Waterways Funding Cuts Announced

Defra has today announced that its grant to British Waterways next year will be £41.5m. This is a reduction of £9.8m (or 19%) from the 2010/11 baseline grant of £51.3m. Given that Government funding makes up approximately half of the net spend on the waterways, this will translate into an effective cut of resource available of about 12% in 2011/12.

The settlement probably represents the last annual grant to British Waterways in England and Wales before a longer term contract comes into place in April 2012 when the canals, rivers and docks in its care are expected to be transferred into a new charity.

To put this into perspective, British Waterways is already operating with a budget some £30 million short of the minimum and have only recently implemented measures to reduce annual expenditure by some £10 million; this new cut of £9.8 million effectively wipes out that hard earned reduction.

Defra has also announced indicative funding from 2012/13 to 2014/15 will be an annual £39m, with a long-term commitment that a funding contract running up to at least 2022/23 will not fall below this level. As we currently understand it, this means the grant will effectively fall each year by the rate of inflation.

British Waterways’ chairman, Tony Hales, commented: “In the current climate it would be unrealistic to expect British Waterways to be exempt from cuts in public spending and we will have to make difficult decisions to ensure the continued maintenance of the historic canals and rivers in our care. The Government’s commitment to the first ever long-term public funding settlement for the waterways is, however, a good step forward and I have been heartened by ministers’ continued commitment to this ‘Big Society’ flagship.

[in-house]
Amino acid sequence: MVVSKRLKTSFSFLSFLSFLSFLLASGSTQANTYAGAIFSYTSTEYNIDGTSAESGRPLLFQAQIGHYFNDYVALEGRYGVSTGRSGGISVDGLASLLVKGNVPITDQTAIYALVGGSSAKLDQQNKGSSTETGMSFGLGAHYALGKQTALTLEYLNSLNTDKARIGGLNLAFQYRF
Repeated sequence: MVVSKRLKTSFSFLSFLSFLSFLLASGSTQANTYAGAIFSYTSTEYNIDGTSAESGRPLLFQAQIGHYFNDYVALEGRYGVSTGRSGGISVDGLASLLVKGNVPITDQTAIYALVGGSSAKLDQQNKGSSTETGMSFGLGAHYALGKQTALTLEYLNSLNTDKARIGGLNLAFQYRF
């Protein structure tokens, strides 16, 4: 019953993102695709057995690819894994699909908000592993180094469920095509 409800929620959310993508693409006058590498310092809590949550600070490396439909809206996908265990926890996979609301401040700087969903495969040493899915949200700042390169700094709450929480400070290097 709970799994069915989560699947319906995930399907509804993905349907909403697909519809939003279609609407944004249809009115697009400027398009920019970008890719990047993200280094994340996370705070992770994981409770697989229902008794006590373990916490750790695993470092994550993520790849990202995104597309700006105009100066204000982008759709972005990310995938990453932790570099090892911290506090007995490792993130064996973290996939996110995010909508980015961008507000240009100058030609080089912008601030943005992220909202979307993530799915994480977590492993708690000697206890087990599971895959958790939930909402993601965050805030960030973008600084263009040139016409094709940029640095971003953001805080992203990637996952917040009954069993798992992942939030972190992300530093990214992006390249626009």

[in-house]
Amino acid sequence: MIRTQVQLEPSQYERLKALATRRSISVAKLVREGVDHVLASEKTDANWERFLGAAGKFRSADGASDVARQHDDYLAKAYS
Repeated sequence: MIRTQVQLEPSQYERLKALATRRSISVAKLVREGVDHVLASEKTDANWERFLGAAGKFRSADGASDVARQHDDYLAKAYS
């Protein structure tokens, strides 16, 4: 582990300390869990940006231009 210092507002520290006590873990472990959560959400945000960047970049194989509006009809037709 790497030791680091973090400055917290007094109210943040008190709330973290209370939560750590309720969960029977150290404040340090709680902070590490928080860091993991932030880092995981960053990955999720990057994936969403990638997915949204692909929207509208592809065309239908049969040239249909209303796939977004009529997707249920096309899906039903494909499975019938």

Security of funding is fundamental to achieving the Government’s objective of establishing a new ‘national trust’ for the waterways. The challenge now is to develop a funding plan which gives confidence to the incoming trustees of the new charity and retains the support of waterway stakeholders. I firmly believe this can be achieved and, while we would all have hoped for a larger settlement, we are one step closer to turning the long-held vision of a waterways charity into reality.”

Many waterway activists, however, are concerned that the cut may be too much for the new charity to bear. It will be interesting to see how the new Board of Trustees – to be appointed in early 2011 and widely expected to include stakeholder representatives – will react to this cut which is more savage than expected.

Given the apparent support of the Waterway Minister for a reasonably generous start for the charity, coupled with wide cross-party support amongst back-benchers and 13 million waterway users across the country, this might well become an issue where the Treasury is persuaded to take another look.

That fact that British Waterways already operates with a virtual £30 annual deficit, a further cut of £10 million might well prove the difference between a flourishing new charity and a highly visible failure at the politically sensitive time of the next election.

The amount of money involved is peanuts in the scale of the tens of billions being allocated to each of the budgets for welfare, education, health and defense.

Certainly the NWC should consider launching a membership scheme as soon as it is formed; what waterway user would begrudge £5 per annum to support such a popular resource?

More details of DEFRA cuts can be found at:

Corporate reports, finances and accounts « Defra.

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